Determined to improve the quality of life on the Virgin Islands, Evans used his position in Congress to bring awareness to a variety of local issues and concerns. He attempted to make farm credit loans available to local fishing and agricultural industries and succeeded in having the Virgin Islands classified as a ‘state,’ making the territory eligible to receive full law enforcement funding.8 Following the devastation wrought by Hurricane David and Tropical Storm Frederic in 1979, Evans urged Congress to approve flood control measures for the islands. In 1980 he organized congressional hearings in St. Croix and St. Thomas to investigate chronic delays in mail delivery between the United States and the Virgin Islands.9 Evans also successfully sponsored a bill allowing federal recognition for National Guard officers from the Virgin Islands.
As one of only 17 blacks serving in the 96th Congress, Evans advocated increased rights for blacks. Shortly after joining the House, he remarked, “No one who has not been disenfranchised does not understand what it means to be disenfranchised.” He added, “I’m from an area, you know, that got its first delegate to Congress only six years ago.”10 Despite his Republican affiliation, the entirely Democratic Congressional Black Caucus (CBC) welcomed Evans, contending that partisanship should not play a role in advancing the rights of minorities.11 The Virgin Islands Delegate and the first–ever Republican caucus member expressed great satisfaction at joining the CBC but warned, “Not only do I speak with a Republican point of view but I represent it in the caucus.”12 During his one term, Evans supported efforts to designate a national holiday for Martin Luther King, Jr., and after the death of A. Philip Randolph in May 1979, he eulogized the civil rights leader on the House Floor.13 He strongly opposed a proposed constitutional amendment to eliminate court–ordered busing in public schools: “When people protest how strongly they favor civil rights and how vehemently they oppose segregation and then seek to remove one of the only, if not the only remedies, however imperfect without offering a viable alternative, it causes serious concern.”14 Evans’s dedication to civil rights also extended to international politics. He joined many of his House colleagues in expressing outrage against the South African government’s practice of racial segregation.15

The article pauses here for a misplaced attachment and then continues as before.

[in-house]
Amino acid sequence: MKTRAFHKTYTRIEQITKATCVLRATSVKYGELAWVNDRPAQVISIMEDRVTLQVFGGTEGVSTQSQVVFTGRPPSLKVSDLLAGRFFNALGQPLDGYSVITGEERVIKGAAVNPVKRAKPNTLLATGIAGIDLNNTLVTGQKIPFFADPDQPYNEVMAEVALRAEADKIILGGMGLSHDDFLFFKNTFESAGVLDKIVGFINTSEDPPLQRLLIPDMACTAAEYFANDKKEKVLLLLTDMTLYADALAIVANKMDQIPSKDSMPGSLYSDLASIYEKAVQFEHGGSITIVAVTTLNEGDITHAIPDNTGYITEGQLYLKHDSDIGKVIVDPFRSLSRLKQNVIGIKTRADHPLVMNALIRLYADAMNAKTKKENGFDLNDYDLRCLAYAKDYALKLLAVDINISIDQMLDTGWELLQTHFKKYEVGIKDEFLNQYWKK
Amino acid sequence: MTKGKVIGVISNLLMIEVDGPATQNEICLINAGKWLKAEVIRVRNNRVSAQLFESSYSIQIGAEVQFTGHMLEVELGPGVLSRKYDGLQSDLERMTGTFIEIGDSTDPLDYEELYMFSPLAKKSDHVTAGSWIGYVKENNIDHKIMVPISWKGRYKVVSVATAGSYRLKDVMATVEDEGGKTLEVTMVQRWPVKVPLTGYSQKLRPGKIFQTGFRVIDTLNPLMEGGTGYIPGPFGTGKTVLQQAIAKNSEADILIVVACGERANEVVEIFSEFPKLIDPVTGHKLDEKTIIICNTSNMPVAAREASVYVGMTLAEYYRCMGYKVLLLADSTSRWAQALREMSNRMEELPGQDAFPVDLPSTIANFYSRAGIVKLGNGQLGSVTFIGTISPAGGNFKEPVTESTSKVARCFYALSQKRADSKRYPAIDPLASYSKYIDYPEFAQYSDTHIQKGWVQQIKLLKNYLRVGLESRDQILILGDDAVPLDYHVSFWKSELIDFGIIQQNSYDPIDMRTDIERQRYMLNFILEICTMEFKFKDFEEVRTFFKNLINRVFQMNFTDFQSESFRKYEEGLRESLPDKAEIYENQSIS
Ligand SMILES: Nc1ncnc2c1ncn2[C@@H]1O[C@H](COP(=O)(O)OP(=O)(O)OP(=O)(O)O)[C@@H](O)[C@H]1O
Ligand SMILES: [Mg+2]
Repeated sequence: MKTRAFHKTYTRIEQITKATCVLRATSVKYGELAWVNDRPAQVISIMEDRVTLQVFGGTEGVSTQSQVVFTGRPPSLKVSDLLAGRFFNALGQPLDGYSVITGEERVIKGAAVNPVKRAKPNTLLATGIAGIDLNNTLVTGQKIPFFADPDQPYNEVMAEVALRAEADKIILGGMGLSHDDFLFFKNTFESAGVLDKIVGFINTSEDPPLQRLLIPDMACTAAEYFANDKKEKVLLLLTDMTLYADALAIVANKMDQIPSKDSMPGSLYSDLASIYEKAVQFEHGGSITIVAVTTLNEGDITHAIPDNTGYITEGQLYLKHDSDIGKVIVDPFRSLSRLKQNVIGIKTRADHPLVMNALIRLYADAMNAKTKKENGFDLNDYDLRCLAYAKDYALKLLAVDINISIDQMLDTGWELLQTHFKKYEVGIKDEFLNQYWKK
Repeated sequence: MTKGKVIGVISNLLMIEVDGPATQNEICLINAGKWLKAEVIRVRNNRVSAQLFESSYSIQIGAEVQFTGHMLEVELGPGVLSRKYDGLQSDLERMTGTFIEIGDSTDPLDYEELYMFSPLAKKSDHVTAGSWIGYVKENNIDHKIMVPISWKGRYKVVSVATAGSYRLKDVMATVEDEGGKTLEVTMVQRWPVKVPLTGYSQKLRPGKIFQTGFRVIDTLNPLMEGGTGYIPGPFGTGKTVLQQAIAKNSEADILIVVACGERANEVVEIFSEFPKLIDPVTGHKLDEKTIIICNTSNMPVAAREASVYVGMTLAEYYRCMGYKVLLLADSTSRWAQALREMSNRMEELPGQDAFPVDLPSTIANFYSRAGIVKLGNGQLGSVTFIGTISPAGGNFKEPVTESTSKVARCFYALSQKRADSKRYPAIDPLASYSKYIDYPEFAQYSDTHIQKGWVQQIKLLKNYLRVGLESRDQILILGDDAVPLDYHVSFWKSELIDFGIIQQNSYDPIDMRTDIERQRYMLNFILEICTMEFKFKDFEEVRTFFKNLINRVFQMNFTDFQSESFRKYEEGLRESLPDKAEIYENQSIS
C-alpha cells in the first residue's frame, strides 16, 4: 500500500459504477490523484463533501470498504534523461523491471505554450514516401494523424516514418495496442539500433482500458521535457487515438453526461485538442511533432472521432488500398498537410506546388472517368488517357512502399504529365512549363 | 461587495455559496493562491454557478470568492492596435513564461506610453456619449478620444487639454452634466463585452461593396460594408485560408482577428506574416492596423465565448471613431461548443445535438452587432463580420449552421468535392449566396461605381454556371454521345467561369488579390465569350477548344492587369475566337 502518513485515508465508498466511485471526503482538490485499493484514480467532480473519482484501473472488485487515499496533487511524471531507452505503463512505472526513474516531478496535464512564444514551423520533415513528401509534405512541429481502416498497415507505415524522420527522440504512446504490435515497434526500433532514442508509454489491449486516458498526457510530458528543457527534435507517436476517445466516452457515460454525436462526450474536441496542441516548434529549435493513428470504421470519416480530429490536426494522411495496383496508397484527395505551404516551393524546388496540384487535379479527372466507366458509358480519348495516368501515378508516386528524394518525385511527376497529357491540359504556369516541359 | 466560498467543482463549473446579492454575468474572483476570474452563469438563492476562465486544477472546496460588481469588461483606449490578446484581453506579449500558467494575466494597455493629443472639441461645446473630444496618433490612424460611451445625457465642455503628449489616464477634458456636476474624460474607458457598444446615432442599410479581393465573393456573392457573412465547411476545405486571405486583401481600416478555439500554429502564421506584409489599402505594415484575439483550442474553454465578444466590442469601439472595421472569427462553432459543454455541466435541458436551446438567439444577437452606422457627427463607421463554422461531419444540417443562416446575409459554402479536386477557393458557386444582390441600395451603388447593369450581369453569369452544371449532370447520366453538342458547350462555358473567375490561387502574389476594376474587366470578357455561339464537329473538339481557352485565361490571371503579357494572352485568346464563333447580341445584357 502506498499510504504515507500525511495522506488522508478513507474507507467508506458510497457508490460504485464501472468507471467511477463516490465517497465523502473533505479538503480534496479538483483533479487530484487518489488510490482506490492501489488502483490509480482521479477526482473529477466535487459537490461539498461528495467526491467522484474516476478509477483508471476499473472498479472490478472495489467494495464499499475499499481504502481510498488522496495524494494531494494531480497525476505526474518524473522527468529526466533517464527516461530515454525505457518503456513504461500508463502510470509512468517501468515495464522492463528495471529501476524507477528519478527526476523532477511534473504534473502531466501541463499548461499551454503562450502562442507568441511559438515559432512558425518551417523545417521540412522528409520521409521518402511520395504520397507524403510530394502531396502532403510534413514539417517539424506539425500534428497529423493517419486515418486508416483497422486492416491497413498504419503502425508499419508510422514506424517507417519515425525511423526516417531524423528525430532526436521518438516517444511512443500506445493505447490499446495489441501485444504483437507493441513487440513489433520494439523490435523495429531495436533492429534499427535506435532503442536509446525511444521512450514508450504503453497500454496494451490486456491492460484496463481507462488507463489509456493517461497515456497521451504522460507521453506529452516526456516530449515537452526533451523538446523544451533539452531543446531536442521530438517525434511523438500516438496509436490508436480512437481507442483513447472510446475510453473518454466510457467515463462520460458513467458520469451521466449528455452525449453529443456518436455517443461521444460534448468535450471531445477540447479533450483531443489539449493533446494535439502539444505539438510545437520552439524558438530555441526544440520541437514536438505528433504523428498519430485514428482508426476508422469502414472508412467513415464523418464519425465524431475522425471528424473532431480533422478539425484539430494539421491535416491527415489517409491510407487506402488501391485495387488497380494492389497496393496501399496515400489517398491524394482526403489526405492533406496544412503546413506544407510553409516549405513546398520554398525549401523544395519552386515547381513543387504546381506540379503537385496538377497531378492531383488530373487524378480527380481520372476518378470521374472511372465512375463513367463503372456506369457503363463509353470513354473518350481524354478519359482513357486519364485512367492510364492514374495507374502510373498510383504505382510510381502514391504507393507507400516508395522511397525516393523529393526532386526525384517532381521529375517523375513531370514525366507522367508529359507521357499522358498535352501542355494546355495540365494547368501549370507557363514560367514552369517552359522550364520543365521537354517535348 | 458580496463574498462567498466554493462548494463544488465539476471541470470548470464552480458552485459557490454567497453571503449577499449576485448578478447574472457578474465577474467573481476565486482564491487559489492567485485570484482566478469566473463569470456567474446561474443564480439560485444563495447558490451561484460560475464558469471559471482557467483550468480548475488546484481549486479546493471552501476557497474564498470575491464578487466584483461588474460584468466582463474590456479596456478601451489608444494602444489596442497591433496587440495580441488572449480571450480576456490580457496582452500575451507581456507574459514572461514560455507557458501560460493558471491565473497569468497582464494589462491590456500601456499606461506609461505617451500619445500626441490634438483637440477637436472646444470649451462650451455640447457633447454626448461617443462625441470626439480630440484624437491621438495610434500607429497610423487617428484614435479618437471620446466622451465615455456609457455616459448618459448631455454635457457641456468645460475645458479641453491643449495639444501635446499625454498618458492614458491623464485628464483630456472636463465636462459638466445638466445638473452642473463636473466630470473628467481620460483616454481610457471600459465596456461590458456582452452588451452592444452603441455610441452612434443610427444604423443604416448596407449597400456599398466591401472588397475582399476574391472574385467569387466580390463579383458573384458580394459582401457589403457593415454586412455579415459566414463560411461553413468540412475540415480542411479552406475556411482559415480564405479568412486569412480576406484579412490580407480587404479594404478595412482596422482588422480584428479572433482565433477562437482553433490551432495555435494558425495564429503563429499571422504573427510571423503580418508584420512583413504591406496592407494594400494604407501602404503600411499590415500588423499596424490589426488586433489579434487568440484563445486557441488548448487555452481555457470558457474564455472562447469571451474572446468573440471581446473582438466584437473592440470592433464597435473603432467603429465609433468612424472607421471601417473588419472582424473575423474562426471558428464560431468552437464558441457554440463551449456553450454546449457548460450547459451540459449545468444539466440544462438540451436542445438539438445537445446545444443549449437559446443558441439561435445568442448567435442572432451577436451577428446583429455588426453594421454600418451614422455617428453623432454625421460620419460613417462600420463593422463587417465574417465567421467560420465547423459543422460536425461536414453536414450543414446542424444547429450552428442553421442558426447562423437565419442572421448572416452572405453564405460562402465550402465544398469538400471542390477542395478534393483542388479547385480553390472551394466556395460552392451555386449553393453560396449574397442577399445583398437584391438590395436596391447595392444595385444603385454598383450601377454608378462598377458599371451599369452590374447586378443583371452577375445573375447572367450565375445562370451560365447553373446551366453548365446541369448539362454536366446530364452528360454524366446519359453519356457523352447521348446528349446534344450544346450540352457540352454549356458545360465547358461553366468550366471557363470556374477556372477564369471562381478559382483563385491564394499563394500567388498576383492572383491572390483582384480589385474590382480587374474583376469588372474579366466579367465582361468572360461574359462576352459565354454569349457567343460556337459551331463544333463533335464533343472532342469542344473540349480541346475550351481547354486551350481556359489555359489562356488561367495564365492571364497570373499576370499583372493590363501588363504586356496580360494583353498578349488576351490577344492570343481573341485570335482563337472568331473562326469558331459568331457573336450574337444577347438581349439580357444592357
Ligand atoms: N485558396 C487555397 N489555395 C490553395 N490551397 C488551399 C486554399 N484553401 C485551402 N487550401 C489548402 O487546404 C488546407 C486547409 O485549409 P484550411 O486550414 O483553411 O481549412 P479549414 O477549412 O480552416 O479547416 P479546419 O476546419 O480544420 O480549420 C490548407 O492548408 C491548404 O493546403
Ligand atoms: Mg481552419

Evans lost his 1980 re–election bid against Ron de Lugo, who had returned to seek his old seat after failing to win his bid for governor of the territory. Evans garnered 47 percent of the vote in a close contest.16 Many Members of the House paid tribute to the retiring Evans, commending his commitment to the Virgin Islands, even though he served in the House for only two years.17 In 1981, President Ronald W. Reagan nominated Evans as United States Ambassador to Trinidad and Tobago. Evans served in that office until his death of a heart attack in Christiansted on November 27, 1984.18
View Record in the Biographical Directory of the U.S. Congress
[ Top ]